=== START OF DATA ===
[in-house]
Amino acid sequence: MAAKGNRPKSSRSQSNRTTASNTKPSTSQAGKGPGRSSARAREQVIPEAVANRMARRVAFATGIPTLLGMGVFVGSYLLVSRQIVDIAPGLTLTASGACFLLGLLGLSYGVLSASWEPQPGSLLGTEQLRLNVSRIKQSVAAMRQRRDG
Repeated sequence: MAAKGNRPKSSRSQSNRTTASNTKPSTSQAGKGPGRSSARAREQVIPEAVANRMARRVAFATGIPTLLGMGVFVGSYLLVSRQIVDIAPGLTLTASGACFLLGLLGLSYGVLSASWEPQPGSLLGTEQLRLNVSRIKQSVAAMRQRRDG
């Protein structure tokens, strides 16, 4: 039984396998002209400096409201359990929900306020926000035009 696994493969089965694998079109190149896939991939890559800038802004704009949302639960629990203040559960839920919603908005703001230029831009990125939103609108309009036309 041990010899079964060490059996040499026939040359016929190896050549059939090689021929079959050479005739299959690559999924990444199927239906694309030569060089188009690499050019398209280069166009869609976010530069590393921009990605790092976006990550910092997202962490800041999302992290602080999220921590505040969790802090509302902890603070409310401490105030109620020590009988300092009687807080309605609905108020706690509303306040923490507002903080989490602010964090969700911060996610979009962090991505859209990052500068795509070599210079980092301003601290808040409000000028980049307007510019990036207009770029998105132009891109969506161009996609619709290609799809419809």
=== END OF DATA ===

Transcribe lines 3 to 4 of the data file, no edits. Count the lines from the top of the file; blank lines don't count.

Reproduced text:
Repeated sequence: MAAKGNRPKSSRSQSNRTTASNTKPSTSQAGKGPGRSSARAREQVIPEAVANRMARRVAFATGIPTLLGMGVFVGSYLLVSRQIVDIAPGLTLTASGACFLLGLLGLSYGVLSASWEPQPGSLLGTEQLRLNVSRIKQSVAAMRQRRDG
């Protein structure tokens, strides 16, 4: 039984396998002209400096409201359990929900306020926000035009 696994493969089965694998079109190149896939991939890559800038802004704009949302639960629990203040559960839920919603908005703001230029831009990125939103609108309009036309 041990010899079964060490059996040499026939040359016929190896050549059939090689021929079959050479005739299959690559999924990444199927239906694309030569060089188009690499050019398209280069166009869609976010530069590393921009990605790092976006990550910092997202962490800041999302992290602080999220921590505040969790802090509302902890603070409310401490105030109620020590009988300092009687807080309605609905108020706690509303306040923490507002903080989490602010964090969700911060996610979009962090991505859209990052500068795509070599210079980092301003601290808040409000000028980049307007510019990036207009770029998105132009891109969506161009996609619709290609799809419809």